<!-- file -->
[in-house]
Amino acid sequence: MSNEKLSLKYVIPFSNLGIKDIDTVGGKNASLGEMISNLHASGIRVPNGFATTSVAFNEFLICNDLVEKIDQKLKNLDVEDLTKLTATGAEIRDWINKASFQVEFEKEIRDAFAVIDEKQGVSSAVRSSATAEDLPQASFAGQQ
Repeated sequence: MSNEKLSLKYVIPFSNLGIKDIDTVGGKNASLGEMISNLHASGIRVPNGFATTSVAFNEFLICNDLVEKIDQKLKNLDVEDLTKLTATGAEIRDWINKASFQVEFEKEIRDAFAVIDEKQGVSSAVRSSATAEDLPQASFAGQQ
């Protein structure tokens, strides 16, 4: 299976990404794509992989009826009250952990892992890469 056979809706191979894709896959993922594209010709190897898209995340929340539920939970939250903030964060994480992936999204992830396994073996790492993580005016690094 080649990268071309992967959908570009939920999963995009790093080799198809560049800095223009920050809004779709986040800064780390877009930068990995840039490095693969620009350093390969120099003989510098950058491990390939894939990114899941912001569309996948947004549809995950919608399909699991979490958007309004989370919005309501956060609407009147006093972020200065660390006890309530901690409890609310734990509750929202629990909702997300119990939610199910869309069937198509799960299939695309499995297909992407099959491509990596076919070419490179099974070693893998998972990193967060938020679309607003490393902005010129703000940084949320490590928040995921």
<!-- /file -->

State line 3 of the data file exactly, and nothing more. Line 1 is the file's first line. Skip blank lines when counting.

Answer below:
Repeated sequence: MSNEKLSLKYVIPFSNLGIKDIDTVGGKNASLGEMISNLHASGIRVPNGFATTSVAFNEFLICNDLVEKIDQKLKNLDVEDLTKLTATGAEIRDWINKASFQVEFEKEIRDAFAVIDEKQGVSSAVRSSATAEDLPQASFAGQQ